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'Demographic flooding': India introduces new Kashmir domicile law
Under the law, those who have resided for a period of 15 years in Kashmir are eligible to become permanent residents.
4 hours ago
More than half a million Indian troops are stationed in Indian-administered Kashmir, where an armed rebellion erupted in late 1980s [TauseefF Mustafa/AFP]
Srinagar, Indian-administered Kashmir - The Indian government has announced a new set of laws for Indian-administered Kashmir, including domicile rights for Indian citizens, that experts and residents fear will alter the demographic status of the Muslim-majority Himalayan region.
Under the new law, those who have resided for a period of 15 years in Indian-administered Kashmir or studied for a period of seven years and appeared in Class 10/12 examinations in educational institutions located in the region are now eligible to become permanent residents.
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The announcement came nearly eight months after the Indian government stripped the disputed region of its limited autonomy that had protected the region for decades from demographic changes.
'Worry the Kashmiris'
The new law announced by the Ministry of Home Affairs also provided domicile status to the children of central government officials who have served in Indian-administered Kashmir for a total period of 10 years.
The notification by India's Hindu nationalist government comes as the country of 1.3 billion people is under a 21-day lockdown due to coronavirus fears.
The government changed the geographical and political status of the Indian-administered Kashmir region on August 5 after it abrogated Article 370 - a law that restricted rights over jobs, scholarships and land to the permanent residents of Indian-administered Kashmir.
Subsequently, the Muslim-majority region was divided into two federally-administered territories with little power vested in the hands of the local people to decide their future.
Prime Minister Narendra Modi had justified the stripping of the region's special statussaying it will bring development.
Retired Air Vice Marshal Kapil Kak, who has challenged the abrogation of Article 370 in the Supreme Court, said it is "a permanent resident by stealth". "It should worry the Kashmiris."
"The effect of this notification would be felt in [the] Jammu [region] because there are not many people who have come into Kashmir in the last 15 years," he told Al Jazeera.
While the law has triggered fear among Kashmiris about the "permanent settlements by the outsiders", the experts say it will lead to "demographic flooding".
"It is a lot to circumvent the law. I think it illustrates clearly that some will not stop from politicking during coronavirus," Siddiq Wahid, a political analyst based in Indian-administered Kashmir told Al Jazeera, referring to the current coronavirus crisis.
"Obviously it is an attempt to change the demographics, not only change but flood it. It will lead to demographic flooding," Wahid said.
He said the change of law "is much larger than [the issue of jobs]". "I am not even thinking about jobs."
Sheikh Showkat Hussain, professor of legal studies based in the region, said: "It was in the offing."
"The whole purpose of revoking Article 370 was to settle outsiders here and change the demography of the state. Now this provides the modalities and entitles so many categories of Indians whose settlement will be legalised over here."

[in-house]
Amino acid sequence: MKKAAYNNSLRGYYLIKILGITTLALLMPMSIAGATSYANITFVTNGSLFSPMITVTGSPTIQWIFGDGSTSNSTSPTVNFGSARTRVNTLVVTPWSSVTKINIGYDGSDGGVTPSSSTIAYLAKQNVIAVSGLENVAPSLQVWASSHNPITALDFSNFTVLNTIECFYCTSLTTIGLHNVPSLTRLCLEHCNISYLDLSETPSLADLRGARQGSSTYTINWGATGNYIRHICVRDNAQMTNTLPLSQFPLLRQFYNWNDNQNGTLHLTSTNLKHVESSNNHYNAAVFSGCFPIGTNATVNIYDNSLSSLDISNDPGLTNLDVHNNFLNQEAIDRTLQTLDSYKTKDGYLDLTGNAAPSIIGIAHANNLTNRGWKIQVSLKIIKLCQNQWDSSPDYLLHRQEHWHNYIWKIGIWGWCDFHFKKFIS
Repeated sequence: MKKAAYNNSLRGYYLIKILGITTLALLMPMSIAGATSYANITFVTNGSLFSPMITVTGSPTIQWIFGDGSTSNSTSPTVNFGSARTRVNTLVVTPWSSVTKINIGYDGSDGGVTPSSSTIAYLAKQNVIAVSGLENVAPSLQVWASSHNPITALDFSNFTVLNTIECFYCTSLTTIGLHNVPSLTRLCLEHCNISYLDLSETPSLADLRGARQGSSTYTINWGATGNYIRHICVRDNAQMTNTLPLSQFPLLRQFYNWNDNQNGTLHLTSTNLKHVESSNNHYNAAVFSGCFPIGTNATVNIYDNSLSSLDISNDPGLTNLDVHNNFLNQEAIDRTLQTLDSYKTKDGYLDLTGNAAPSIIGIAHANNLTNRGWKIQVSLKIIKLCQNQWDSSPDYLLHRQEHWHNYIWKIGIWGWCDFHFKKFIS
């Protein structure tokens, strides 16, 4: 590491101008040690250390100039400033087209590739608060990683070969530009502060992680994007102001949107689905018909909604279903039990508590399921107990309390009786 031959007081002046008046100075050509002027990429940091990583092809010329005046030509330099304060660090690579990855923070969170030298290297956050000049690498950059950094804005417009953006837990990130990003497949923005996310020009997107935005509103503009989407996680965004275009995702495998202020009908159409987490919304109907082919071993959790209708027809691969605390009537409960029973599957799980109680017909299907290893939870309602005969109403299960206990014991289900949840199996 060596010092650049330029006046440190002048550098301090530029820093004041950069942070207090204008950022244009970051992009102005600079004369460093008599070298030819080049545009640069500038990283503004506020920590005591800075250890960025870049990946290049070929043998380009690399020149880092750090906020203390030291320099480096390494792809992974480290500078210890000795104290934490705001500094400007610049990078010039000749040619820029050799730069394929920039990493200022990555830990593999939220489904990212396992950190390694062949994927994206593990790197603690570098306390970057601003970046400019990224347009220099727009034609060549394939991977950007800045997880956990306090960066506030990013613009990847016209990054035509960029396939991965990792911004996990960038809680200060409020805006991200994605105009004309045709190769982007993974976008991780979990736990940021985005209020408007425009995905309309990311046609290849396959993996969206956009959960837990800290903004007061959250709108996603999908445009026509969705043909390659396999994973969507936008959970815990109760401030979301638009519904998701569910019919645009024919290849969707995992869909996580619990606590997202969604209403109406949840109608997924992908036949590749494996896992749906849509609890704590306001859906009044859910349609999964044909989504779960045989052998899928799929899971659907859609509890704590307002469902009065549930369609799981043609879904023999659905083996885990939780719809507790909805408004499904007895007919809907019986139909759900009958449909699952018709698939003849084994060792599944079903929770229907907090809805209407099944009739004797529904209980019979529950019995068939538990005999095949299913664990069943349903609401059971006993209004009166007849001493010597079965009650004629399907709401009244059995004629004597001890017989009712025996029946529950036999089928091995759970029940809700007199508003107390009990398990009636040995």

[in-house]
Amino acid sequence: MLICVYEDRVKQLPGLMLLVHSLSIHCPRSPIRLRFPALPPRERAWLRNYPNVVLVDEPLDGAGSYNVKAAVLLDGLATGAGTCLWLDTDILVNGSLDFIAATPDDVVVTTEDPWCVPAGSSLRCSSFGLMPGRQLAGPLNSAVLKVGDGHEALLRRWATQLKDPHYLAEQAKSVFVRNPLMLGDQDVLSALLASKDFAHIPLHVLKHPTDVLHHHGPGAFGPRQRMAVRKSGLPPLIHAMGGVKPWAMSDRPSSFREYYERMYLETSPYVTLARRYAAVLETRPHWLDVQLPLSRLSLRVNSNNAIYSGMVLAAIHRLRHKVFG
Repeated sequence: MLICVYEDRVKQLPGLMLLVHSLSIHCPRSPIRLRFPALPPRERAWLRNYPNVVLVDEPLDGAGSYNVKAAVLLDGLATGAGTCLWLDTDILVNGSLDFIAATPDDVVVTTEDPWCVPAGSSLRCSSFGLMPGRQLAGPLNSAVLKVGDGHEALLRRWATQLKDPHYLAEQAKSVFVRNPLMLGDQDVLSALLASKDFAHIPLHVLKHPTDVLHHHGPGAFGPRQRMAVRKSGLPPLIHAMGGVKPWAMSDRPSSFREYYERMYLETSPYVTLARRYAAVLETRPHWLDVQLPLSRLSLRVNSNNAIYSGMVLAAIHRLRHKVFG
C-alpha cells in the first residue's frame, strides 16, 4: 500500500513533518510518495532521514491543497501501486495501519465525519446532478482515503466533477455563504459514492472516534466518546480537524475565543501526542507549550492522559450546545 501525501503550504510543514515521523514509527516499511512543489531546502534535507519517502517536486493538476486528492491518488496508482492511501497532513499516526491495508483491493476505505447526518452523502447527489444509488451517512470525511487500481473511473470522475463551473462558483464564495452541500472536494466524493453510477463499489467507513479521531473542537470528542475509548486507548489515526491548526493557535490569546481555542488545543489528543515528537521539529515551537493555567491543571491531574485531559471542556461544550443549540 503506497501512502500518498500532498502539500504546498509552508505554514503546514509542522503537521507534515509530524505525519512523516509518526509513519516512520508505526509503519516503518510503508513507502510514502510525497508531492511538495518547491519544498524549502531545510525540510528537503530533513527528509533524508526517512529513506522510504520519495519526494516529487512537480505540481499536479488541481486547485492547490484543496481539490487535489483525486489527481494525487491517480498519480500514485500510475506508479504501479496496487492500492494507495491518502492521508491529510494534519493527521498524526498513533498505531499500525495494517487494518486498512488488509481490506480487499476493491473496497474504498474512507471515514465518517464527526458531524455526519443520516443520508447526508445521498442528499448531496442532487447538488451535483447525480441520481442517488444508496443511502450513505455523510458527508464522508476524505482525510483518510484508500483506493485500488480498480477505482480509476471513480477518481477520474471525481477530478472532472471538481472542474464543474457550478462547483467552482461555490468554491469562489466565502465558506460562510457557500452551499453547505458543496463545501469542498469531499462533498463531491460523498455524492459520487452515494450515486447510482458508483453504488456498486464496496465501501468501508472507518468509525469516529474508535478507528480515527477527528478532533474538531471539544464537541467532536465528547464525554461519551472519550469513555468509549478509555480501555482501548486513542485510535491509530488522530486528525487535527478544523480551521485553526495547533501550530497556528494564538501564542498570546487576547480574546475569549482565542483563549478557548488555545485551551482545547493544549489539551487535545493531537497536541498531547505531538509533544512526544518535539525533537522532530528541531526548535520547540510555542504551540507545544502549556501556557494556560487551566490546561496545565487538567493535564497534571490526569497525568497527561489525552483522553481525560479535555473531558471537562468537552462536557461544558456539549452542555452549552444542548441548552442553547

But the leaders of the governing Bharatiya Janata Party (BJP) justified the step, saying it will secure jobs only for the domiciles of the region.
"We have been pitching for it. Everyone in Jammu and Kashmir is happy, let people who live here for 15 years get the benefits, no other outsiders will get it," said Ashok Kaul, the general secretary for the BJP in Jammu and Kashmir.
According to the new law, jobs up to the lowest level of non-gazetted rank are reserved for Jammu and Kashmir domiciles.
Omar Abdullah, the former chief minister of the erstwhile state of Jammu and Kashmir and a pro-Indian politician who was recently released after seven months of detention, criticised the government for bringing in the law when the focus should be on fighting the current pandemic.
"Talk about suspect timing. At a time when all our efforts and attention should be focused on the #COVID outbreak the government slips in anew domicile law for J&K. Insult is heaped on injury when law offers none of the protections that had been promised."
'To protect Kashmir's unique identity'
Khurram Parvez, a human rights defender based in the region, said: "By virtue of this order, outsiders are also going to be the claimants of jobs in Jammu and Kashmir, which already has a huge unemployment problem. This is an act against the interests of unemployed youth."
The right-wing BJP has been opposed to the special status given to Indian-administered Kashmir in 1947 when British India was partitioned into Hindu-majority India and Pakistan as land for Muslims. But Kashmir's status could not be decided at the time as its then-Hindu ruler signed an Instrument of Accession with India, with New Delhi granting it a measure of autonomy - its own constitution, a separate flag and right to make laws.
Prime Minister Modi made the abrogation of Article 370 as one of his poll planks in the 2019 elections that he won by a landslide.
Rakesh Sinha, BJP leader and member of the upper house of Parliament, denied it was an attempt to change the demography of the state.
"There is an attempt to spread rumours about altering the demography of the state," Sinha told Al Jazeera.
"To protect Kashmir's unique identity is our moral and constitutional obligation. Identity of the northeast is protected and so is that of Kashmir so that the uniqueness of their culture remains protected."
Akash Bisht contributed from New Delhi